VATICAN CITY, JUNE 27, 2004 (Zenit.org).- Here is the text of the address John Paul II gave Thursday to visiting U.S. bishops from the ecclesiastical provinces of Portland, Oregon; Seattle, Washington; and Anchorage, Alaska.
* * *
Dear Brother Bishops,
1. As the visits of the Bishops of the United States of America to the tombs of the Apostles continue, I am pleased to greet you, the bishops of the provinces of Portland in Oregon, Seattle and Anchorage. In our series of reflections on the exercise of the ministry entrusted to us as successors of the Apostles we have been considering the episcopal “munus docendi” in the light of the Church’s prophetic witness to the Kingdom of God, of which she is, on earth, the seed and beginning (cf. “Lumen Gentium,” 5). In addition to the personal testimony of faith and holiness for which individual believers are responsible by virtue of their Baptism, the Church is also called to give an important institutional testimony before the world.
For this reason, the Risen Lord’s command to make disciples of all nations and to teach them “to carry out everything I have commanded you” (Matthew 28:19-20) must be the indispensable reference point for every activity of the Church. Her many religious, educational and charitable institutions exist for one reason only: to proclaim the Gospel. Their witness must always proceed “ex corde Ecclesiae,” from the very heart of the Church. It is of utmost importance, therefore, that the Church’s institutions be genuinely Catholic: Catholic in their self-understanding and Catholic in their identity. All those who share in the apostolates of such institutions, including those who are not of the faith, should show a sincere and respectful appreciation of that mission which is their inspiration and ultimate raison d’être.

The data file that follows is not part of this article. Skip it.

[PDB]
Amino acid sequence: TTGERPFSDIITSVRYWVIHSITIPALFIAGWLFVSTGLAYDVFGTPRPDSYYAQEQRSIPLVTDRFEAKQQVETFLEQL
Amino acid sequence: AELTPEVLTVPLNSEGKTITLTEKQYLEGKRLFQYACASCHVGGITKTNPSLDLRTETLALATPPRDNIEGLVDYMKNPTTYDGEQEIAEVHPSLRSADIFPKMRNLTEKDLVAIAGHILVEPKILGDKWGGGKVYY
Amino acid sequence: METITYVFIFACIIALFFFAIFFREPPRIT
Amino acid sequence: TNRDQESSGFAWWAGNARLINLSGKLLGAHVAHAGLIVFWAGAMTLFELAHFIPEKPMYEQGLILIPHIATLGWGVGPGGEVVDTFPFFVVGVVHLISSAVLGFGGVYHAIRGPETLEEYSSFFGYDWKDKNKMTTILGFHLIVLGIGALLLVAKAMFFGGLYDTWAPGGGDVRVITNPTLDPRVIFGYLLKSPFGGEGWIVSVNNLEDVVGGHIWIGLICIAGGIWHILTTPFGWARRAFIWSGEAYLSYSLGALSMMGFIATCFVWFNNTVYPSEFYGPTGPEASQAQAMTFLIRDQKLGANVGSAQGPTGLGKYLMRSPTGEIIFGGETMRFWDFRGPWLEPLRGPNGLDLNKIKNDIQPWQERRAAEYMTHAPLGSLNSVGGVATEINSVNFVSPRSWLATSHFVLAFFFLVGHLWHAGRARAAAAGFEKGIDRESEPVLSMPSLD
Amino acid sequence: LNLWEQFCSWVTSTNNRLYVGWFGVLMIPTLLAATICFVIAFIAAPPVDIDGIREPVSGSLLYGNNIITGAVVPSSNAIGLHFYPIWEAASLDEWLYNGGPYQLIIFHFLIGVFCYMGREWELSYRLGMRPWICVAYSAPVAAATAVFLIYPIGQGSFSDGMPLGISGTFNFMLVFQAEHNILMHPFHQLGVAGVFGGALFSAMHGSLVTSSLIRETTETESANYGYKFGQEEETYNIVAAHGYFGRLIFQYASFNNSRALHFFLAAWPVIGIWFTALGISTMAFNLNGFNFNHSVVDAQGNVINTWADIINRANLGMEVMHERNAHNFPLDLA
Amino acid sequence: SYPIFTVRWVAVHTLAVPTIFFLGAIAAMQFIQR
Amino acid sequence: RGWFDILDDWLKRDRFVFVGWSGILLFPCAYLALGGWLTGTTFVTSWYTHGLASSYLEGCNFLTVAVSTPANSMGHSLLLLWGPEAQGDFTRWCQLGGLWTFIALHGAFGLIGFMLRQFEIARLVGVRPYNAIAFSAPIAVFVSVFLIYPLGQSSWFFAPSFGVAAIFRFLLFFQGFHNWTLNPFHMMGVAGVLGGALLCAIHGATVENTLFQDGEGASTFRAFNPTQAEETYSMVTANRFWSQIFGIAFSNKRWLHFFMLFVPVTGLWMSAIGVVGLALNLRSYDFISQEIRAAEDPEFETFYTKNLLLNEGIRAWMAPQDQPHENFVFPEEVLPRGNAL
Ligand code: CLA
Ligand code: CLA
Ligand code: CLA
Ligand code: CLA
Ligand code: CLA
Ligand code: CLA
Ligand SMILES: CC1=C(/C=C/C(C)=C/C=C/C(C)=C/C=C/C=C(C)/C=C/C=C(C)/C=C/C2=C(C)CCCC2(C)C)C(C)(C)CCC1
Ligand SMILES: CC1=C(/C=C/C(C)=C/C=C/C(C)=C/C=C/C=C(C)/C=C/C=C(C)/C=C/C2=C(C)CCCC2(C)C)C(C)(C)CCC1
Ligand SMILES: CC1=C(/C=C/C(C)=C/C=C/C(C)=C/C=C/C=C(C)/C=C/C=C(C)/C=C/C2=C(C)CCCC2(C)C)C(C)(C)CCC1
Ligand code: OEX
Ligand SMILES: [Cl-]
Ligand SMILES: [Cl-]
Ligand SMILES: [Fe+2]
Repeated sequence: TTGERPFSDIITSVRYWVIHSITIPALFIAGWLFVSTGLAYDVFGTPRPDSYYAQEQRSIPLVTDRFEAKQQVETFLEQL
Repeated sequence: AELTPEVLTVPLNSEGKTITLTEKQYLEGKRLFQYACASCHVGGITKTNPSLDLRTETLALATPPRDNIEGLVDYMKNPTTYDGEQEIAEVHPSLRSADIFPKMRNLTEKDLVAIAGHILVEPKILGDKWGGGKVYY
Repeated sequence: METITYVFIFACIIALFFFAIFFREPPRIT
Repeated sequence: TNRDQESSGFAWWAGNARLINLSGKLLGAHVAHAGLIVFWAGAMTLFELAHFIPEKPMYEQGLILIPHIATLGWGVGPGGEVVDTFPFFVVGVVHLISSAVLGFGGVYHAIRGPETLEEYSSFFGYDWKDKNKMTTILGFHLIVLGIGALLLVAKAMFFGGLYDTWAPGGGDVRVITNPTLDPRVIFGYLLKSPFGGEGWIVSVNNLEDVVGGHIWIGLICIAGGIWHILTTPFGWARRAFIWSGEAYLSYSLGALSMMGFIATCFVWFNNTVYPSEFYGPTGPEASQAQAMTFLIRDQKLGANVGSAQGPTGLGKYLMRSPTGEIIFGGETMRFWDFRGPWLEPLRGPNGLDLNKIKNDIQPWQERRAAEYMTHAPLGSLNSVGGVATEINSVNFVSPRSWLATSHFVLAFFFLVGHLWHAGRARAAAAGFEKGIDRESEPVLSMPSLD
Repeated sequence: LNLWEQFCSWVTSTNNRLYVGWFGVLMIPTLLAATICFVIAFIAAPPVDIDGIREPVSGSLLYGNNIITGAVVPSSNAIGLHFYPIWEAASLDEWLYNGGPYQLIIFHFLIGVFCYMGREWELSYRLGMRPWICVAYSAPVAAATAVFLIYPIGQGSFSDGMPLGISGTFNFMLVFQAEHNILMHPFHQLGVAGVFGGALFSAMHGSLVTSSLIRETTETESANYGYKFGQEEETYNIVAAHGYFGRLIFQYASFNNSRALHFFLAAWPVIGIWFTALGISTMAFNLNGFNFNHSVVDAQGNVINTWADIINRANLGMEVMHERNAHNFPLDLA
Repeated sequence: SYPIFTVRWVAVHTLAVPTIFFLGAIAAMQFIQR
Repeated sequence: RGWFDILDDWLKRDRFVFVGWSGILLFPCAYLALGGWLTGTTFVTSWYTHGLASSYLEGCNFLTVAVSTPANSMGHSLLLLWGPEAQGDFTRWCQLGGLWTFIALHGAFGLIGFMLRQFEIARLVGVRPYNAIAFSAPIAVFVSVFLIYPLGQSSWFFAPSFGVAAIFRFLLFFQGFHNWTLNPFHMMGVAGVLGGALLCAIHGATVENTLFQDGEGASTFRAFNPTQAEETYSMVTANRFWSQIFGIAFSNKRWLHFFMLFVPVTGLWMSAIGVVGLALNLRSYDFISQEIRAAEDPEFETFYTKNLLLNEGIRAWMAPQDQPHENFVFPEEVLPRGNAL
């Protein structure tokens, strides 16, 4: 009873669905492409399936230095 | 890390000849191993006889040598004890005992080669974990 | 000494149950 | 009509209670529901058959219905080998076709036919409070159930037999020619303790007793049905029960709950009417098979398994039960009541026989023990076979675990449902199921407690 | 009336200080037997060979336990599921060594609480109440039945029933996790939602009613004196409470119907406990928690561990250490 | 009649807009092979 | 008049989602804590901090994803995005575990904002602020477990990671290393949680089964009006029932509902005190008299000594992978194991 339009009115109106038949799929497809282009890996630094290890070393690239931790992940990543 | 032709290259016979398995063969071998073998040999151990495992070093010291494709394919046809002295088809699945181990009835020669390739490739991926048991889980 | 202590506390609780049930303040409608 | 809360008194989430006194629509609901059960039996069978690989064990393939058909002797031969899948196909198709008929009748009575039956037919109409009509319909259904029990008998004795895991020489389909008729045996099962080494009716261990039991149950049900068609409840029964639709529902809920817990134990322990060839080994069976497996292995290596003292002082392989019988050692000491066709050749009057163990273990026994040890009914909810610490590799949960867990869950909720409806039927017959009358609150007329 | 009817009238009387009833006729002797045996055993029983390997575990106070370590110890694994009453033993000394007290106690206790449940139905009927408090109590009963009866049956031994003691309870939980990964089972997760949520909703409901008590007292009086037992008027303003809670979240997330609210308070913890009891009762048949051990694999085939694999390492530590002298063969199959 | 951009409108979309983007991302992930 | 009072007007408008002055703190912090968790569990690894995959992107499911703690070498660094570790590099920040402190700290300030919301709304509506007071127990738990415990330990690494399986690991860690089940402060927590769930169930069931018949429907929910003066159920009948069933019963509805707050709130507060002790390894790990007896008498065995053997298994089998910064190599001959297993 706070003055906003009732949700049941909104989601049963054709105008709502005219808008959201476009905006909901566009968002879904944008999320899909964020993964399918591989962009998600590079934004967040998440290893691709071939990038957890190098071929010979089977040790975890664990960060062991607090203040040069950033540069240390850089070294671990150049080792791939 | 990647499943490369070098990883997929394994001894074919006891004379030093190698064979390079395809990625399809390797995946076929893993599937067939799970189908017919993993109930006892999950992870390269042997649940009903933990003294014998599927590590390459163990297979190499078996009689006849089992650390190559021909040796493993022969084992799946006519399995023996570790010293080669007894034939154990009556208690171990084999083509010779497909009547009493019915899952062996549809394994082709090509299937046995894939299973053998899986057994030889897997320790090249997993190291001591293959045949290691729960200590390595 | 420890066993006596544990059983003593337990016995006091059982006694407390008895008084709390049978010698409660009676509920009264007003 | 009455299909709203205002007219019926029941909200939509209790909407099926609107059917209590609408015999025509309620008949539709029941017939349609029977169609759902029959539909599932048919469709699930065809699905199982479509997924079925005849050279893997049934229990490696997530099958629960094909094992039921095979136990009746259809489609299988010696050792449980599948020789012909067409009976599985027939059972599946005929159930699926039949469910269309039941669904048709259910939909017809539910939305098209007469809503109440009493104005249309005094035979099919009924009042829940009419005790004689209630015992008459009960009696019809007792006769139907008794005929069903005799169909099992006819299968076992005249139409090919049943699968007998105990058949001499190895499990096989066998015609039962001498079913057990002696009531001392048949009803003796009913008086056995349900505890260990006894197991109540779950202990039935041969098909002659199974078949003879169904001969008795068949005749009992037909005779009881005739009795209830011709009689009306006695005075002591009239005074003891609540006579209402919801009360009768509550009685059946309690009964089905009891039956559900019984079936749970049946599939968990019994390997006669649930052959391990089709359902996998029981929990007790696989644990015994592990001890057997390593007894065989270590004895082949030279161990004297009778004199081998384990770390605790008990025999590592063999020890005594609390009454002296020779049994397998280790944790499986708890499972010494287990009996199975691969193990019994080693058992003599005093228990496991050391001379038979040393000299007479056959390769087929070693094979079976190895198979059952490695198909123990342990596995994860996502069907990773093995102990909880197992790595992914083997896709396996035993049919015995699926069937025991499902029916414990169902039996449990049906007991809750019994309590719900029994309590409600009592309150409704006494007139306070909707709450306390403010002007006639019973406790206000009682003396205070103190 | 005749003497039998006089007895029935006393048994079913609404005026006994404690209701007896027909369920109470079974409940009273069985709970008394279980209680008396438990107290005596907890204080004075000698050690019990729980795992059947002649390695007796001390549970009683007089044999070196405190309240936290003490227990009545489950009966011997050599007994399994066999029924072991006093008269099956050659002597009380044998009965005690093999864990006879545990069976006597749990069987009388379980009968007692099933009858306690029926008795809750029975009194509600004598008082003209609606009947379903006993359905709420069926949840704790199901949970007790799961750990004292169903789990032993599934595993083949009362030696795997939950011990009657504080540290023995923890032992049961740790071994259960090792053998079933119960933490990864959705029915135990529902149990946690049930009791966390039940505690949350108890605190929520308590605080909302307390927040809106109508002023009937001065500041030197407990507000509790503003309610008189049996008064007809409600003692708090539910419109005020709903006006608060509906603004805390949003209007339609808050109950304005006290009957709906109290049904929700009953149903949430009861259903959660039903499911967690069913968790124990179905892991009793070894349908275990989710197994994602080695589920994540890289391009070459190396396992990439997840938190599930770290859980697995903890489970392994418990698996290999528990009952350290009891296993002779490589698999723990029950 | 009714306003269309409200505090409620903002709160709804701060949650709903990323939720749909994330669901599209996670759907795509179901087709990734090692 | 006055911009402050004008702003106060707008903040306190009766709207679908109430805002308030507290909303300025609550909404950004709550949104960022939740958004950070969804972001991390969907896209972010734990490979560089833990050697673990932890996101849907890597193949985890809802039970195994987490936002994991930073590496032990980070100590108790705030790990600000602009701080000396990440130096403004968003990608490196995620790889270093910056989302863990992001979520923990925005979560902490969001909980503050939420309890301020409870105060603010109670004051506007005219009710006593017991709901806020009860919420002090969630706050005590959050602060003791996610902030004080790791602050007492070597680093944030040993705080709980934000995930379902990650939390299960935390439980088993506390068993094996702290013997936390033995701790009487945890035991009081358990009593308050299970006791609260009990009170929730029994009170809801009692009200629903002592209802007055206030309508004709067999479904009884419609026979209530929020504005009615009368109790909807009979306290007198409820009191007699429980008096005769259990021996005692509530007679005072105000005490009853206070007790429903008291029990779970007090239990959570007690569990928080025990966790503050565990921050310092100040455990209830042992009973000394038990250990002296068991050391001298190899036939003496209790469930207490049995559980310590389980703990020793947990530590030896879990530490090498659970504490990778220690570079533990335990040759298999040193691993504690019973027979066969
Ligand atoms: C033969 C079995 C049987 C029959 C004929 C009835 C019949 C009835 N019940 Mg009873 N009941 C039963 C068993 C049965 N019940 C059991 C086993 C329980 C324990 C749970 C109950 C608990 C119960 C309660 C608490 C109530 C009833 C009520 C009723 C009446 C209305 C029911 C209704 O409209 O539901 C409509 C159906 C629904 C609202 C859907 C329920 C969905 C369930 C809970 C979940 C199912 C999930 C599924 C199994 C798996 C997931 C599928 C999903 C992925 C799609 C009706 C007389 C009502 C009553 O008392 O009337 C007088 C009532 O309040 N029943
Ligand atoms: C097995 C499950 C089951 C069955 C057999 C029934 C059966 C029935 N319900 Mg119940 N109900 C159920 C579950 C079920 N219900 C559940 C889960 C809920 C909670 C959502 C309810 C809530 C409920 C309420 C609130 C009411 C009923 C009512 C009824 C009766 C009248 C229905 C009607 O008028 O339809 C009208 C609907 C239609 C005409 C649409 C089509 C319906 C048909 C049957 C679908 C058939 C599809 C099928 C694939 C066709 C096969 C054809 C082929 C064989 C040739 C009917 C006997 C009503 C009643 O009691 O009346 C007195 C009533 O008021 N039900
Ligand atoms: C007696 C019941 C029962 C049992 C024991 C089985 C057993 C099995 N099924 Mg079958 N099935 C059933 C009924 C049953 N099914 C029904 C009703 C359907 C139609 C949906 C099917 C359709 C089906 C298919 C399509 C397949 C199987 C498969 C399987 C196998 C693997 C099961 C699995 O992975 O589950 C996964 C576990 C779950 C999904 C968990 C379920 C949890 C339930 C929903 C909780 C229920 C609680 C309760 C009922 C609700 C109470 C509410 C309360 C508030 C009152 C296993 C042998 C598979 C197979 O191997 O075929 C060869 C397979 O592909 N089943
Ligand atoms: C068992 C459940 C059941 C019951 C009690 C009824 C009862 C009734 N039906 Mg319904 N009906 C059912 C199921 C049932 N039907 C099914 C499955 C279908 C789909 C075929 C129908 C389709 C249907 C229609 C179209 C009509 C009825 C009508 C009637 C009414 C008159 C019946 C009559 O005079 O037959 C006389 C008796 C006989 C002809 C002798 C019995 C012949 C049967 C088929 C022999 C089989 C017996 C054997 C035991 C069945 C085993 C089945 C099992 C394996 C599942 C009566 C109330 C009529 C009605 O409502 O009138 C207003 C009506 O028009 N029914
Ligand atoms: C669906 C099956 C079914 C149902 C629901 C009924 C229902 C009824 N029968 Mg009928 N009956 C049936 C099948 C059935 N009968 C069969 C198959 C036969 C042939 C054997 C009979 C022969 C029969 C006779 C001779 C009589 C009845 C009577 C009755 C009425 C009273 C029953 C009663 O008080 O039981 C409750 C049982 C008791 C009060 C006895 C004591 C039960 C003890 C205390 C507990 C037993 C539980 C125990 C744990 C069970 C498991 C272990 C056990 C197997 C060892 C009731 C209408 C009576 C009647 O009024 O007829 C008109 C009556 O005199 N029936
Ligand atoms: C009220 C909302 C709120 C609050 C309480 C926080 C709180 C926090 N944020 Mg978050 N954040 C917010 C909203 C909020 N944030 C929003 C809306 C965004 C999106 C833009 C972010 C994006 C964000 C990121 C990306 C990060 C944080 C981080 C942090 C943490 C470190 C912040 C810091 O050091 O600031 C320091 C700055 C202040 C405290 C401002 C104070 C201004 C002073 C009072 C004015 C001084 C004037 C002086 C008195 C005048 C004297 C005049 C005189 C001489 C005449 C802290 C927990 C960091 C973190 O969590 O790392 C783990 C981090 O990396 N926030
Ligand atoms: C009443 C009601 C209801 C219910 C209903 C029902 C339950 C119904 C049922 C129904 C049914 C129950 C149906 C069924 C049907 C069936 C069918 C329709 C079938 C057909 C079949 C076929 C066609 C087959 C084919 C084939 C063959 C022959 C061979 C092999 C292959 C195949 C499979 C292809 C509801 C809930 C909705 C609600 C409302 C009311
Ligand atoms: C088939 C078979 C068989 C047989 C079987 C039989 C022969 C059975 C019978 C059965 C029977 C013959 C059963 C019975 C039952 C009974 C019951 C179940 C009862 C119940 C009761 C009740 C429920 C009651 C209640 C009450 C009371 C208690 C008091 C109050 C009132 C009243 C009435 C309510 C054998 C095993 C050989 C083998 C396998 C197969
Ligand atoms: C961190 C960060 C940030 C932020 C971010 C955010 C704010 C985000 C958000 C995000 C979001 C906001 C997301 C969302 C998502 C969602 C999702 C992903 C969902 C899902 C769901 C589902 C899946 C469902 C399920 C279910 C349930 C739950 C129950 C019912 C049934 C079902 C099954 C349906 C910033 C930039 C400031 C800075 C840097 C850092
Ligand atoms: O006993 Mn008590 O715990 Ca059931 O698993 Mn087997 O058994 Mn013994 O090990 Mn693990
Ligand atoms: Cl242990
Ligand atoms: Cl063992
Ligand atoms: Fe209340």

2. Today, creativity is especially needed in better shaping ecclesial institutions to fulfill their prophetic mission. This means finding innovative ways to enable the light of Christ to shine brightly, so that the gift of his grace may truly “make all things new” (Revelation 21:5; cf. “Novo Millennio Ineunte,” 54). The Church’s many institutions in the United States — schools, universities, hospitals and charitable agencies — must not only assist the faithful to think and act fully in accordance with the Gospel, overcoming every separation between faith and life (cf. “Christifideles Laici,” 34), but they must themselves embody a clear corporate testimony to its saving truth. This will demand constantly re-examining their priorities in the light of their mission and offering a convincing witness, within a pluralistic society, to the Church’s teaching, particularly on respect for human life, marriage and family, and the right ordering of public life.